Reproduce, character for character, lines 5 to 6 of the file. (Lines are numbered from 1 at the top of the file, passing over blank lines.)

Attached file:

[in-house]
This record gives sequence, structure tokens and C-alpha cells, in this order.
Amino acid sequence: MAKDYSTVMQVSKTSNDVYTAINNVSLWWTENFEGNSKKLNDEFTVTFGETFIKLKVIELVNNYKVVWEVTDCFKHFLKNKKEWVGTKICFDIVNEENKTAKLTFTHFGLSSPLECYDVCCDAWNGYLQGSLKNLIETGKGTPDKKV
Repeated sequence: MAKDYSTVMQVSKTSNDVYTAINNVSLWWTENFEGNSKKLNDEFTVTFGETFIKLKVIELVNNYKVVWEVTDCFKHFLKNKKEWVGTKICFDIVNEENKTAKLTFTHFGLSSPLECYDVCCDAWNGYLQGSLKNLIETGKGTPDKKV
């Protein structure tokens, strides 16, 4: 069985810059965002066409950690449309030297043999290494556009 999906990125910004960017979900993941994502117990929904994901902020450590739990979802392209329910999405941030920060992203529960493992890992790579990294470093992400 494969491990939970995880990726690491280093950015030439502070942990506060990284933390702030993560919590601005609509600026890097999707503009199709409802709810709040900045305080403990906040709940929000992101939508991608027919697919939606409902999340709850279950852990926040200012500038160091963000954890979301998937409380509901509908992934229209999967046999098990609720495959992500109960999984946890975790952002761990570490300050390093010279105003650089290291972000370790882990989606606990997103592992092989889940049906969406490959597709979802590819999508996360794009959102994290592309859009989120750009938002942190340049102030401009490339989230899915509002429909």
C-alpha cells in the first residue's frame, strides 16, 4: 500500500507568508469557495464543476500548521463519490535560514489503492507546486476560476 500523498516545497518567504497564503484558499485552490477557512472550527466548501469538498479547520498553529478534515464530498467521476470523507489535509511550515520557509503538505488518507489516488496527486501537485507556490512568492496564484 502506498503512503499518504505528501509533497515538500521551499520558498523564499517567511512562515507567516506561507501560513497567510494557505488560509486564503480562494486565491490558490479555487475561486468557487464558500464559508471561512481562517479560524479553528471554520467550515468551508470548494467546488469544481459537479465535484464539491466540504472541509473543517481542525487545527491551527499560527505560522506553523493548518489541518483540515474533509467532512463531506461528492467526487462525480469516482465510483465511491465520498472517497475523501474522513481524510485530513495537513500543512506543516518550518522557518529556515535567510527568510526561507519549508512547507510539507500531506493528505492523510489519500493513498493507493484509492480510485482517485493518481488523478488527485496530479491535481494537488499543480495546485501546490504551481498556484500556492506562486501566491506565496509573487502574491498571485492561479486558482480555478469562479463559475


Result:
């Protein structure tokens, strides 16, 4: 069985810059965002066409950690449309030297043999290494556009 999906990125910004960017979900993941994502117990929904994901902020450590739990979802392209329910999405941030920060992203529960493992890992790579990294470093992400 494969491990939970995880990726690491280093950015030439502070942990506060990284933390702030993560919590601005609509600026890097999707503009199709409802709810709040900045305080403990906040709940929000992101939508991608027919697919939606409902999340709850279950852990926040200012500038160091963000954890979301998937409380509901509908992934229209999967046999098990609720495959992500109960999984946890975790952002761990570490300050390093010279105003650089290291972000370790882990989606606990997103592992092989889940049906969406490959597709979802590819999508996360794009959102994290592309859009989120750009938002942190340049102030401009490339989230899915509002429909």
C-alpha cells in the first residue's frame, strides 16, 4: 500500500507568508469557495464543476500548521463519490535560514489503492507546486476560476 500523498516545497518567504497564503484558499485552490477557512472550527466548501469538498479547520498553529478534515464530498467521476470523507489535509511550515520557509503538505488518507489516488496527486501537485507556490512568492496564484 502506498503512503499518504505528501509533497515538500521551499520558498523564499517567511512562515507567516506561507501560513497567510494557505488560509486564503480562494486565491490558490479555487475561486468557487464558500464559508471561512481562517479560524479553528471554520467550515468551508470548494467546488469544481459537479465535484464539491466540504472541509473543517481542525487545527491551527499560527505560522506553523493548518489541518483540515474533509467532512463531506461528492467526487462525480469516482465510483465511491465520498472517497475523501474522513481524510485530513495537513500543512506543516518550518522557518529556515535567510527568510526561507519549508512547507510539507500531506493528505492523510489519500493513498493507493484509492480510485482517485493518481488523478488527485496530479491535481494537488499543480495546485501546490504551481498556484500556492506562486501566491506565496509573487502574491498571485492561479486558482480555478469562479463559475